Once Upon a Time: A Storyteller’s Thoughts on Fear and Believing
Belief is a strange thing. You cannot make someone believe something. You can present an argument, an opinion, or an example – and then, the other person must decide what to believe. Some people believe in god, because that’s how they were brought up. Environment and experiences factor into our belief system, because we don’t live in a vacuum. To a certain extent, we are what we live through.
Sometimes, though, we cloud our own eyes. We are so busy not believing that we cannot consider what we might be missing. Perhaps it is out of fear. Perhaps it is a desire to avoid responsibility. Perhaps it is a thousand things, crashing together like thunder in storm. In that case, the result is what matters. The outcome.
There’s something inherently sad about someone who lacks faith – any kind of faith, not religion. The ability to believe in things is a powerful thing. When absent, its dearth leaves a mark, a shadow, a hole. You know it when you see it, too. It’s easily recognized on a face, dancing in the shadows of a smile. This is a person who might be so strong in other areas – but so weak in this one instance. It can undercut the other facets of a person – the strength, the bravery, the goodness. Our ability to believe is intertwined with who we are.
Take Emma Swann, for instance, in this Sunday’s episode of Once Upon a Time (The Stranger). Essentially, she’s Obi Wan Kenobi. She’s the only hope for the people of Storybrooke. She’s the only one who can break the curse that befall the folks once who lived in a world of magic. By staying in Storybrooke to be with her son, Emma took the first step – that was a leap of faith. She has taken small leaps (believing in Mary Margaret, trying to trust August, the enigma, wrapped in stubble, wrapped in a typewriter). But the big leap? That she is a hero? That all the people she’s come to know and care for have been plucked out of fairytales? That scares the hell out of her.
Who wouldn’t be terrified of that kind of responsibility and pressure? Who would just blindly accept that kind of thing? No one. Because our experiences make us who we are, just like they formed Emma. Emma grew up in a world without magic, unprotected. Her life was full of struggles and hardships. She relied on what she could see and feel, putting faith in no one but herself.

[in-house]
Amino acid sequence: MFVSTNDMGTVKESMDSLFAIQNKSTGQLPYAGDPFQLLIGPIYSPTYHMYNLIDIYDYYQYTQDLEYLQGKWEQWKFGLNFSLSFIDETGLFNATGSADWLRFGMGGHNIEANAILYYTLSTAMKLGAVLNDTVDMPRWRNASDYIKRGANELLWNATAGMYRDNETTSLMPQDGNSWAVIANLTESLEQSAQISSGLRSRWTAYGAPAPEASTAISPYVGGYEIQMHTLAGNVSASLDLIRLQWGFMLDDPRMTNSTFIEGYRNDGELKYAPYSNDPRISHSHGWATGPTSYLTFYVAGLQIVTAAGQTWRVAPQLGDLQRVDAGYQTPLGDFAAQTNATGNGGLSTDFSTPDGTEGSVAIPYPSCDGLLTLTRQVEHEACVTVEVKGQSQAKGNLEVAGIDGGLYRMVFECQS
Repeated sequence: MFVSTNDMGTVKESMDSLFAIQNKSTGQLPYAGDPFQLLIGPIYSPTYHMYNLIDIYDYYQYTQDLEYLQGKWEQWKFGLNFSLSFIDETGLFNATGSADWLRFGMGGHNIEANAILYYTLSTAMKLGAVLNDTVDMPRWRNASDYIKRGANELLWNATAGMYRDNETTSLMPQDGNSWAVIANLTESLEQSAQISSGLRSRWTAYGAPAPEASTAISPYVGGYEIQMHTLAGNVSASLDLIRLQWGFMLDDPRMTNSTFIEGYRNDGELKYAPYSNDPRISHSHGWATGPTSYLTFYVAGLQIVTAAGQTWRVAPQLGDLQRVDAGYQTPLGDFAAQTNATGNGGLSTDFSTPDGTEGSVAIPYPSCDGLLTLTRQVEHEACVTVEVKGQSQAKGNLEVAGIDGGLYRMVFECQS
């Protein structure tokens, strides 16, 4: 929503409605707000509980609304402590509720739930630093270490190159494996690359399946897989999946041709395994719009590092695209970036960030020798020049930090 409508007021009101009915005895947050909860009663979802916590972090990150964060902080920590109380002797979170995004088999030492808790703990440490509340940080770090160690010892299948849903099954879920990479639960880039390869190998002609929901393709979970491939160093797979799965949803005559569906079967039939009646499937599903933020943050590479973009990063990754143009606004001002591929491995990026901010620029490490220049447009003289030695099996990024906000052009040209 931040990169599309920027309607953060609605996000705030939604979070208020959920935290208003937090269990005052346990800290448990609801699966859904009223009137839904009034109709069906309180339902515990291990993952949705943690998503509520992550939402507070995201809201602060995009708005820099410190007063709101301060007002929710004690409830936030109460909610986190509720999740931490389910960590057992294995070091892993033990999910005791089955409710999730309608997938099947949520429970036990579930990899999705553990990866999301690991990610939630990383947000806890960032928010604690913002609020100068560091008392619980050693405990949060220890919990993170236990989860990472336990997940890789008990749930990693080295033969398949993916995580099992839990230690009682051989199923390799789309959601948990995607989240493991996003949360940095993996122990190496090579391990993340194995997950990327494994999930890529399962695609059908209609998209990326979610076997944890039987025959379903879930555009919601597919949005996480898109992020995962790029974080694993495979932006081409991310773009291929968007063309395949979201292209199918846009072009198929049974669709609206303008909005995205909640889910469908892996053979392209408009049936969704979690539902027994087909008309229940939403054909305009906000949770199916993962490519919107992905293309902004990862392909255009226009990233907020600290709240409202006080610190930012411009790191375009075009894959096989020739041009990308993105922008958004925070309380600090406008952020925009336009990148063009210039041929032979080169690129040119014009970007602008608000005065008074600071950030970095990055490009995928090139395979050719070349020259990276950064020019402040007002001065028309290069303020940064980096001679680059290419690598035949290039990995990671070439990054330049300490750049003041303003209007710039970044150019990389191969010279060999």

In a brilliant revelation, August revealed himself to be Pinocchio. Since magic arrived in Storybrooke, he has also been affected – never mind that he was living it up at the human equivalent of Pleasure Island. His leg has turned to wood. In a moment of desperation, trying to force Emma to believe, he brings her to the place where she was found. He was there, too. His father bargained for his life, placing him in the wardrobe with baby Emma. He was the one who brought her to safety, only to abandon her in a moment of weakness. (The wooden boy became a real boy, and now that real boy is a man who can see his own shortcomings.)
Facing all this, Emma launches into to panic mode. She doesn’t want the power or the responsibility. The truth that people might be depending on her for their lives? When all her life, no one depended on her – and she depended on no one. It’s too much. By the end of the episode, she has come to a very human decision: she’s going to run. But she’s not going alone. She’s taking Henry with her. She’s fleeing, instead of fighting. Because her faith has faltered. Her kickass, take no shit from no one attitude is full of stress fractures and holes. She’s been unable to tell when people are lying or when they’re telling the truth. She’s lost her compass, somehow. Her sense of herself has been shifting, because she has been affected by her circumstances.
Growing up, we often lose our somewhat indiscriminate ability to believe in everything – fairies, monsters, magic, myths, and even people. That shining, bright copper penny feeling dulls, leaving us with an ache that we often try to ignore. (See, Peter Pan and Tinkerbell – and if as a horrible, candle-snuffing word.) It’s so important to hold on to a small part of ourselves that can still cling to magic, even the everyday magic of a sunset. A beautiful song.
Emma Swann has lost that – or buried it. She’s all heart and strength, without direction. She’s focusing on Henry and gaining possession/custody of him – because that’s the easier fight in a lot of ways. Believing in fairytales would completely shake her belief system to the roots. (Side-note: All along we’ve been referring to August as the Stranger — but he isn’t the only one. Not really. He’s part of Fairytale Land. I’d posit that Emma, who didn’t grow up in Fairytale Land, is the true Stranger.)
August believes that only he can convince Emma to believe, again. And he fails, spectacularly. That failure leads to a sort of reunion with his father, though only August knows who the man truly is. For me, I think that it’s not August who will restore Emma to herself. He doesn’t have a rapport with her. He doesn’t have the right connection. The only person who can make Emma believe isn’t even Emma herself. It’s Henry. He left Storybrooke in search of his mother. He is her heart, her center. Her reason. Somehow, that little kid (who is beyond awesome) has to make her see things as they are, not as she expects them to be.
Fairytales and magic aside, that is a very honest experience. We do not often want to see what is in front of us – especially if we are scared or not open. Especially if it means taking on something huge and daunting. Especially if it means diving into the wreck, a leap of faith without any semblance of a net.
But that kind of risk? It’s what makes us great. It’s what makes life worth living. It’s what brings a bit of magic into an otherwise ordinary world. We are what we dare.